• open-angle gl
  • Hypothyroidism and the development of open-angle glaucoma in a male population. (healthtap.com)
  • Chronic open-angle glaucoma occurs in some patients following an episode of lens-particle glaucoma when lens particles have been reabsorbed. (medscape.com)
  • Richter CU. Lens-induced open-angle glaucoma. (medscape.com)
  • One hundred forty-seven open-angle glaucoma patients with DH who were observed for more than 4 years and had more than six VF tests were included. (arvojournals.org)
  • In this study, we investigated open-angle glaucoma (OAG) patients with DH who were followed up for at least 4 years. (arvojournals.org)
  • This includes ocular hypertension and open angle glaucoma. (wikipedia.org)
  • In people with ocular hypertension including open-angle glaucoma (IOP ≥21 mm Hg), treatment with latanoprost reduced IOP levels by 22 to 39% over 1 to 12 months' treatment. (wikipedia.org)
  • The most common type is open-angle glaucoma with less common types including closed-angle glaucoma and normal-tension glaucoma. (wikipedia.org)
  • Open-angle glaucoma develops slowly over time and there is no pain. (wikipedia.org)
  • The mechanism of open-angle glaucoma is believed to be slow exit of aqueous humor through the trabecular meshwork while in closed-angle glaucoma the iris blocks the trabecular meshwork. (wikipedia.org)
  • Play media Open-angle glaucoma is painless and does not have acute attacks, thus the lack of clear symptoms make screening via regular eye check-ups important. (wikipedia.org)
  • Of the several causes for glaucoma, ocular hypertension (increased pressure within the eye) is the most important risk factor in most glaucomas, but in some populations, only 50% of people with primary open-angle glaucoma actually have elevated ocular pressure. (wikipedia.org)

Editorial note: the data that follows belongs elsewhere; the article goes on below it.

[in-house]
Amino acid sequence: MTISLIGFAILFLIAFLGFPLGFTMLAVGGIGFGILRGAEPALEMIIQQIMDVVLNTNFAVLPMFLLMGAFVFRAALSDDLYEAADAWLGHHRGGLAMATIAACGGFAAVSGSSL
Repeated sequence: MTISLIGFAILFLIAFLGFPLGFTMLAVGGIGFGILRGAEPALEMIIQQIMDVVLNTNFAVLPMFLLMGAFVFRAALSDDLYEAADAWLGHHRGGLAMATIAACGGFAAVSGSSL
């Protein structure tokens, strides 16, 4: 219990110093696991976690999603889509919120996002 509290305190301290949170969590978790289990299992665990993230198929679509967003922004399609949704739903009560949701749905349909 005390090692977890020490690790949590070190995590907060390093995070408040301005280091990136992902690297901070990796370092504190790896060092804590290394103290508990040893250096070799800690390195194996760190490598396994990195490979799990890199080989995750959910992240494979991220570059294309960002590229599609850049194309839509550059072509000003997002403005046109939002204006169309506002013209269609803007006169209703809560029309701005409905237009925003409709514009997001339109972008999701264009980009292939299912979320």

• Open-angle glaucoma accounts for 90% of glaucoma cases in the United States. (wikipedia.org)
  • The relative risk of having primary open-angle glaucoma (P.O.A.G.) is increased about two- to four-fold for people who have a sibling with glaucoma. (wikipedia.org)
  • floaters
  • In eyes in which this process occurs, it usually follows the development of posterior vitreous separation (see separate Floaters pamphlet). (spokaneeye.com)
  • A variety of conditions can result in blood leaking into the vitreous humor, which can cause impaired vision, floaters, and photopsia. (wikipedia.org)
  • 379) Other disorders of eye (379.0) Scleritis and episcleritis (379.2) Disorders of vitreous body (379.24) Other vitreous opacities Vitreous floaters (379.4) Anomalies of pupillary function (379.41) Anisocoria (379.45) Argyll Robertson pupil, atypical (379.5) Nystagmus and other irregular eye movements (379.54) Nystagmus, inner ear disease (379.9) Unspecified disorder of eye and adnexa (379.93) Redness or discharge of eye Red eye (380) Disorders of external ear (380.1) Otitis externa, unspec. (wikipedia.org)
  • occurs
  • With respect to embolic and hemodynamic causes, this transient monocular visual loss ultimately occurs due to a temporary reduction in retinal artery, ophthalmic artery, or ciliary artery blood flow, leading to a decrease in retinal circulation which, in turn, causes retinal hypoxia. (wikipedia.org)
  • Glaucoma has been called the "silent thief of sight" because the loss of vision usually occurs slowly over a long period of time. (wikipedia.org)
  • artery
  • Fluorescein angiography (FA) showed evidence of BRAO of the inferotemporal retinal artery OD. (healio.com)